Loss of hearing could be playing a role in Aboriginal and Torres Strait Islander children ending up in the juvenile justice system—and then hampering attempts for them to change their lives, according to Australia’s peak body for surgeons.
The Royal Australasian College of Surgeons has told the Royal Commission into the Protection and Detention of Children in the Northern Territory that the impact of ear disease and hearing loss on Aboriginal and Torres Strait Islanders in the justice system was of “great concern”.
It raised the issue in a submission which was one of 62 published by the royal commission this week.
In a separate submission, the president of the Australian Society of Otolaryngology Head and Neck Surgery, Dr Christopher Perry, said up to 90 percent of inmates at some youth detention centres had been found to be deaf.
Dr Perry said national action was needed.
In its report, the RACS said increasing access to health and hearing services across States and Territories could prevent offending and give those in detention much-needed services to improve their hearing.
“The role that hearing difficulties can play in non-participation of Aboriginal and Torres Strait Islanders in the education system and subsequent criminal offending is rarely highlighted,” it said.
“Through recognition of this critical problem we can begin to address this issue with improved training for healthcare workers, law enforcement officials and teachers, more research into the extent of the issue, and greater access and coordination of specialist health services.”
The RACS said Aboriginal and Torres Strait Islander children had a much higher incidence of middle-ear disease and hearing loss in infancy and childhood than non-Aboriginal children.
In remote Aboriginal and Torres Strait Islander communities, acute otitis media, a common middle-ear infection, was widespread as was chronic ear disease and hearing loss, it said.
The surgeons said ear disease could lead to delayed language development, poor communication and interpersonal problems in young children.
“Poor auditory perception impacts significantly on a child’s ability to learn, resulting in children leaving school early, often illiterate,” the submission said.
“Ongoing hearing impairment greatly affects Aboriginal and Torres Strait Islander children’s ability to participate in the education system and leads to increased absenteeism, illiteracy and other negative psychosocial outcomes.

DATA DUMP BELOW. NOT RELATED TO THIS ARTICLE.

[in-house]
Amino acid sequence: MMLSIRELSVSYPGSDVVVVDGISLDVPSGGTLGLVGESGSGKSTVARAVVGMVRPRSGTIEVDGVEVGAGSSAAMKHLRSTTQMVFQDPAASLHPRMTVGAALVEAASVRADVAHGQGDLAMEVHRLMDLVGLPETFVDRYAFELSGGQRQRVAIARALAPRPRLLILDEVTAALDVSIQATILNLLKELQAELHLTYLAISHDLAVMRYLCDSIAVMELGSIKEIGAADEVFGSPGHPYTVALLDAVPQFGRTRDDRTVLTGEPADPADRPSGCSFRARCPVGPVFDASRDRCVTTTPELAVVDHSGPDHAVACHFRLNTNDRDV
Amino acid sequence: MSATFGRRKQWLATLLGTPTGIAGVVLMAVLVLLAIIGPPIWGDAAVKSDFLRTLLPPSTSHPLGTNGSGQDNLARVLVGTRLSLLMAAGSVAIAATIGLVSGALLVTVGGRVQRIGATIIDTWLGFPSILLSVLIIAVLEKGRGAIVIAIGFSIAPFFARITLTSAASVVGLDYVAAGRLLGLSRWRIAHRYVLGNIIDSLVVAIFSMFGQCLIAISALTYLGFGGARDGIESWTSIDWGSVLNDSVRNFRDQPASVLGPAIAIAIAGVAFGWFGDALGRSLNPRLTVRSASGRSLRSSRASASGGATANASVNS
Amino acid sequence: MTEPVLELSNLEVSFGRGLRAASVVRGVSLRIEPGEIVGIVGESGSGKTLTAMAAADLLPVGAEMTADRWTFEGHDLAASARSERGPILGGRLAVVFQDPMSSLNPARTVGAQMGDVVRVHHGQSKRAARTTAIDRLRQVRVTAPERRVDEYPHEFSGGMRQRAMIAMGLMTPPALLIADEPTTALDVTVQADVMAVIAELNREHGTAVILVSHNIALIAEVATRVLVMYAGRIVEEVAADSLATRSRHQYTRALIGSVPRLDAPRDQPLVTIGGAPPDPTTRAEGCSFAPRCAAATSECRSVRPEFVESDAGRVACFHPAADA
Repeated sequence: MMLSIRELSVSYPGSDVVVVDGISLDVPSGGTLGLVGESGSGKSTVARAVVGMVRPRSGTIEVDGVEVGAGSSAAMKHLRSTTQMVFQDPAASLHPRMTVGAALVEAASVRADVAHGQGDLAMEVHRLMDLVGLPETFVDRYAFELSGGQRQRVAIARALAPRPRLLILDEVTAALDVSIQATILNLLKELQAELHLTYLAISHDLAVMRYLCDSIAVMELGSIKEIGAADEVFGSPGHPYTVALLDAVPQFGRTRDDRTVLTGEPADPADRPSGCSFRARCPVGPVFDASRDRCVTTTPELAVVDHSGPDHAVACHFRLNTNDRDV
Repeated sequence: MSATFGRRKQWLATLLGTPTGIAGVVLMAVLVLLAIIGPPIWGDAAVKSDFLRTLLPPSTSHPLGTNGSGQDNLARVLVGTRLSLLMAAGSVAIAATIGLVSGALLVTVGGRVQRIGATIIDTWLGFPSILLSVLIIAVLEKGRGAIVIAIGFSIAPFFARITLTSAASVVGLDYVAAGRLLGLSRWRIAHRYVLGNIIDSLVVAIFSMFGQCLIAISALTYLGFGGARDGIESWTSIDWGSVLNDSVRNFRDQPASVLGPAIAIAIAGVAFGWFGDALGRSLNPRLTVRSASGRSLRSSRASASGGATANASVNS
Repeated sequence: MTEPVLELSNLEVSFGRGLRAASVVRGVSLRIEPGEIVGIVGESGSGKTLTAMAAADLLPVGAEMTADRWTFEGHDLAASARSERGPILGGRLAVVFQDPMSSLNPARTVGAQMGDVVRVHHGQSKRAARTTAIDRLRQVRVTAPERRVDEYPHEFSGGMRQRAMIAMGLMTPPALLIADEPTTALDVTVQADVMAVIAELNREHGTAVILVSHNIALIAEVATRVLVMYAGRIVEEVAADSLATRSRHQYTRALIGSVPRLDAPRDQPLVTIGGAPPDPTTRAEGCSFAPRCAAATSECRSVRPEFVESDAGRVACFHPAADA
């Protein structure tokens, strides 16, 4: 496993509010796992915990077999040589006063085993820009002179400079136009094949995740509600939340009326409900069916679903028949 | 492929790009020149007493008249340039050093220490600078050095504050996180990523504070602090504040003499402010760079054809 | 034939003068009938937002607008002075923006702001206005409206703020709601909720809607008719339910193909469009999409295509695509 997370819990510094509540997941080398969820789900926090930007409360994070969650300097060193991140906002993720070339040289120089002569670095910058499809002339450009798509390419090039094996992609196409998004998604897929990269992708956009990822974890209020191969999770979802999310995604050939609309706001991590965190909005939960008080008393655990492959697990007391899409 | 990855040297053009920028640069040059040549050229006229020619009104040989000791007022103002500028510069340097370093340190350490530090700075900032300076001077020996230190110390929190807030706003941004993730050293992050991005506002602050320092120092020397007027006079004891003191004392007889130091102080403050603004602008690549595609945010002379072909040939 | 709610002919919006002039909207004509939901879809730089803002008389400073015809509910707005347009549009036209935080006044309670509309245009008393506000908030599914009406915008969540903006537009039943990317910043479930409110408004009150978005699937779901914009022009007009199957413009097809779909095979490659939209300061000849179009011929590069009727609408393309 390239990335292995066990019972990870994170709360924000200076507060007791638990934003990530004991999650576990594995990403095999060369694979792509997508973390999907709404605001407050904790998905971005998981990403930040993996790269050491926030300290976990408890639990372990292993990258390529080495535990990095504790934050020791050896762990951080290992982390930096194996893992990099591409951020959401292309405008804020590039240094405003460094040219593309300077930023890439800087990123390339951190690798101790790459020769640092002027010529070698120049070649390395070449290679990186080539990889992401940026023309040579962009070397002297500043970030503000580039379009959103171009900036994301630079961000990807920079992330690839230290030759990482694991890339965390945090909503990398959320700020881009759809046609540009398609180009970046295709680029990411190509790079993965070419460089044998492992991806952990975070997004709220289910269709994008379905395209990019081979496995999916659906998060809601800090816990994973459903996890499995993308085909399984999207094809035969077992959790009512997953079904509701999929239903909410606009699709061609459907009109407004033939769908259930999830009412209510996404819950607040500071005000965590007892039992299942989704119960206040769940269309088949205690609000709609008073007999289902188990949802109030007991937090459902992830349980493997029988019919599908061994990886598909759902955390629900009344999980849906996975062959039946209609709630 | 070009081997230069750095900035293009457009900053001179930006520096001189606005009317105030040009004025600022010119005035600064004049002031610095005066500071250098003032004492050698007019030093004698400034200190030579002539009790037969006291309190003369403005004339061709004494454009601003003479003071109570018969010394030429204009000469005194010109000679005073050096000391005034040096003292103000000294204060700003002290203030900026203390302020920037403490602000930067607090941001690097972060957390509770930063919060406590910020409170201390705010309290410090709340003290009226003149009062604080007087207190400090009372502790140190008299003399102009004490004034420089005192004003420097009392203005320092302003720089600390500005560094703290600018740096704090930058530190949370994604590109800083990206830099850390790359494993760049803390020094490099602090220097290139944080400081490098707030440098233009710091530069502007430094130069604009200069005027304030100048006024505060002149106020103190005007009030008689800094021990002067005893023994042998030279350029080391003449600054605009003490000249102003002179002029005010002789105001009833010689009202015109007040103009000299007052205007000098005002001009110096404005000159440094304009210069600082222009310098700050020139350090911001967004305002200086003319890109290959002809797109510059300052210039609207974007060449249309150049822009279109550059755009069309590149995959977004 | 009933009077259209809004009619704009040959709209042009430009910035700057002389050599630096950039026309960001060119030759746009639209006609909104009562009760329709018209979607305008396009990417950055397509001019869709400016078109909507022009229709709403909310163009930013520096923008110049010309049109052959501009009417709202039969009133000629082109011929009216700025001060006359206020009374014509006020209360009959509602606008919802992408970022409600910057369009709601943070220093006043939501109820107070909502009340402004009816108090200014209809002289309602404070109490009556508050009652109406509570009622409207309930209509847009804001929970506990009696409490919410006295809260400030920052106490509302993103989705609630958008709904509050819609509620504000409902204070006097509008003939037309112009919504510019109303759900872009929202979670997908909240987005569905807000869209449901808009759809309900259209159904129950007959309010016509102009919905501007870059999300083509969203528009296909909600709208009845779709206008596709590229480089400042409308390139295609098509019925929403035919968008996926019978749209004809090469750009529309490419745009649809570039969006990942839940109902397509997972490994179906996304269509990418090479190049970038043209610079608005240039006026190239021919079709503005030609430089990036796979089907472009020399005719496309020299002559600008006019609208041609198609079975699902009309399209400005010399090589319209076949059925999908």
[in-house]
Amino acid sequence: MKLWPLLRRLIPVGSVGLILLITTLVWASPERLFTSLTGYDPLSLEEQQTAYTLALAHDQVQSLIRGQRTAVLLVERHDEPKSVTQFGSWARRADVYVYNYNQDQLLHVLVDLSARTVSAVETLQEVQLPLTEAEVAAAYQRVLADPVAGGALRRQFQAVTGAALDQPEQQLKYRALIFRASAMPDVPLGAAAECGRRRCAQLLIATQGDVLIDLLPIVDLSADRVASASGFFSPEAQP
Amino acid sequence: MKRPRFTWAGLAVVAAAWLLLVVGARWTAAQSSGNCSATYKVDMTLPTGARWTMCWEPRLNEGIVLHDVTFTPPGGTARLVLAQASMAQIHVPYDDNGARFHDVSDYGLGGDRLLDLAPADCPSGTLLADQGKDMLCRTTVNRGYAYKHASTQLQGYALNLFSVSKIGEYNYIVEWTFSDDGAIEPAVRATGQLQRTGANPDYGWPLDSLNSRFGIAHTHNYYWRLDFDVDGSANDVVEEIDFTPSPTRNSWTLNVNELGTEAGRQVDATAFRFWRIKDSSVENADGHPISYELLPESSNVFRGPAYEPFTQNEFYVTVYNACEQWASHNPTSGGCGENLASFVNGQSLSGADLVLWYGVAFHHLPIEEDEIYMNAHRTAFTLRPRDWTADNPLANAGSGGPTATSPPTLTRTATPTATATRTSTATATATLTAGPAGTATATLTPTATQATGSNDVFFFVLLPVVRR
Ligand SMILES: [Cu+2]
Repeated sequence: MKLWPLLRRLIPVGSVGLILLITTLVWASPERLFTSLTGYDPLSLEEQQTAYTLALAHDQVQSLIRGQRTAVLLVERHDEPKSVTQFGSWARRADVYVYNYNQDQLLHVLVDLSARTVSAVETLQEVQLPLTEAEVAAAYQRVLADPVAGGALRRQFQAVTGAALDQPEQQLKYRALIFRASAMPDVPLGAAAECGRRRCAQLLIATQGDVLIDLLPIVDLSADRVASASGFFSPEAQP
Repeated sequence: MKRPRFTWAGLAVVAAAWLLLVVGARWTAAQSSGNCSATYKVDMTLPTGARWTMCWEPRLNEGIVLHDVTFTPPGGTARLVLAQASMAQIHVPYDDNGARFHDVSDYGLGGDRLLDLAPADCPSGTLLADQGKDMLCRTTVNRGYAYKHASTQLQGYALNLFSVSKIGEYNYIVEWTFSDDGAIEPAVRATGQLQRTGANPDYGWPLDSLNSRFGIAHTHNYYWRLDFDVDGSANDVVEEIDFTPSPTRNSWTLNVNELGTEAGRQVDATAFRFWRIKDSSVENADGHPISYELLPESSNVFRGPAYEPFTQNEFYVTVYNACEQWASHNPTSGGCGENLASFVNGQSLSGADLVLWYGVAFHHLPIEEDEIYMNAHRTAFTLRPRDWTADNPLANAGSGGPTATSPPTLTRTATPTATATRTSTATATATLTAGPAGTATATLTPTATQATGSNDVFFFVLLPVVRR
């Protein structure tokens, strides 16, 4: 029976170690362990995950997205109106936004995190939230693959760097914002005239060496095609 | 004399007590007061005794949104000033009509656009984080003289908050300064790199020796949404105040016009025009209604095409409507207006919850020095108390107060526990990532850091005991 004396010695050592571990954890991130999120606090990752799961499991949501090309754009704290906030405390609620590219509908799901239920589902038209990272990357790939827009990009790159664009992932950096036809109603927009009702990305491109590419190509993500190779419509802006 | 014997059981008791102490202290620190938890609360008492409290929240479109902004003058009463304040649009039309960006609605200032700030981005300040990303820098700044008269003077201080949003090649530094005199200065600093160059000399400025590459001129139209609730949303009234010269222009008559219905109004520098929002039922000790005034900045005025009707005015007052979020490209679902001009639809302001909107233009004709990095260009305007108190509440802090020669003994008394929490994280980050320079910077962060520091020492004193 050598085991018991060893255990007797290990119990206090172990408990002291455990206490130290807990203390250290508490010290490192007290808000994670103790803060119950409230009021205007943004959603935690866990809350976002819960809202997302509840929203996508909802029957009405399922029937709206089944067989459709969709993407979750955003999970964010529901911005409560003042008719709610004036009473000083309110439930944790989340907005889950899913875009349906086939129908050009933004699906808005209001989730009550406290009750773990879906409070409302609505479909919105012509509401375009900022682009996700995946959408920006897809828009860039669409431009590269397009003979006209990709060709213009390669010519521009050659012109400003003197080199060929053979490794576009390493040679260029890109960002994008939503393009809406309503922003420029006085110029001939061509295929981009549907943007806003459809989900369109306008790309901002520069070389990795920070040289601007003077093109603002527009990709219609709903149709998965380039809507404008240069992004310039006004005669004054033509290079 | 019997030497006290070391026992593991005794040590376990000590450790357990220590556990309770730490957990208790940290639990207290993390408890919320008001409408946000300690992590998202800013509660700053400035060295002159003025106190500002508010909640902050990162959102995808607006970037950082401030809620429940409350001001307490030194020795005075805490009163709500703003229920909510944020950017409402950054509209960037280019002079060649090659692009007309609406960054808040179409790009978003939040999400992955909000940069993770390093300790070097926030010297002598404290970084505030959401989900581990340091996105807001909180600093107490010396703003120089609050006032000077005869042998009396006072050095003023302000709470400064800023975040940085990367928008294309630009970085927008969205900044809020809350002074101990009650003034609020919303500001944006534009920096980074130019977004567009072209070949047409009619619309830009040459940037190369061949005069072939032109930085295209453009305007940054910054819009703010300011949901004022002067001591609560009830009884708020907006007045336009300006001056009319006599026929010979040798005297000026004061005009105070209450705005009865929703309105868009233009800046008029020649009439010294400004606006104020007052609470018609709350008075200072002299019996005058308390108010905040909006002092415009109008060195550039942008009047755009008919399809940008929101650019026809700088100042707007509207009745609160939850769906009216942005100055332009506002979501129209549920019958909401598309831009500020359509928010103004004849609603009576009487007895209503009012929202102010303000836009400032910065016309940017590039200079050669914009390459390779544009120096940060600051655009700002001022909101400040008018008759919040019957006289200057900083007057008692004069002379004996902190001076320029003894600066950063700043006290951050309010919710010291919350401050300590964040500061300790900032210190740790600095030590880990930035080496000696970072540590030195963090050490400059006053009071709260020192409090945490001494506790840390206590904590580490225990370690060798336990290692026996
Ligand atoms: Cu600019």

“Studies into the prevalence of hearing impairment amongst detainees in correctional facilities have identified that most have significant hearing loss.”
The RACS recommended that police and prison officers be trained to detect and management hearing impairment and loss in children in custody. The juvenile justice system should also have the resources for hearing tests.
The RACS said people’s ability to receive and understand instructions and information can be severely restricted if they have a hearing problem.
Children with hearing loss were also known to be more vulnerable to being victims of abuse and children and young people who had been abused or neglected were at a greater risk of engaging in criminal activity and ending up in custody, it said.
Early diagnosis and treatment in the community was also critical and families and schools should receive training in picking up hearing impairments.
Dr Perry also raised the issue of the high rate of deafness in Indigenous people in youth detention centres in Australia with the commission.
“The Deadly Ears program in Queensland went to youth detention centres in Mareeba and Brisbane,” he said. “Boystown went to the youth detention centre in Adelaide. The Telethon Group in West Australia went to their youth detention centre, as did Dr Damien Howard with backup from audiologists and doctors from the Menzies School of Medicine in Darwin.
“They found that between 80 and 90 percent of the Indigenous inmates in these youth detention facilities were deaf.
“There is a clear association between deafness and poor language development. There is a consequent association which is well described between deafness, poor language and listening skills with underperformance at school, secondary truancy and unacceptably high rates of illiteracy in people who have attended school in remote Aboriginal communities.”
Dr Perry said a national response to the issue was needed.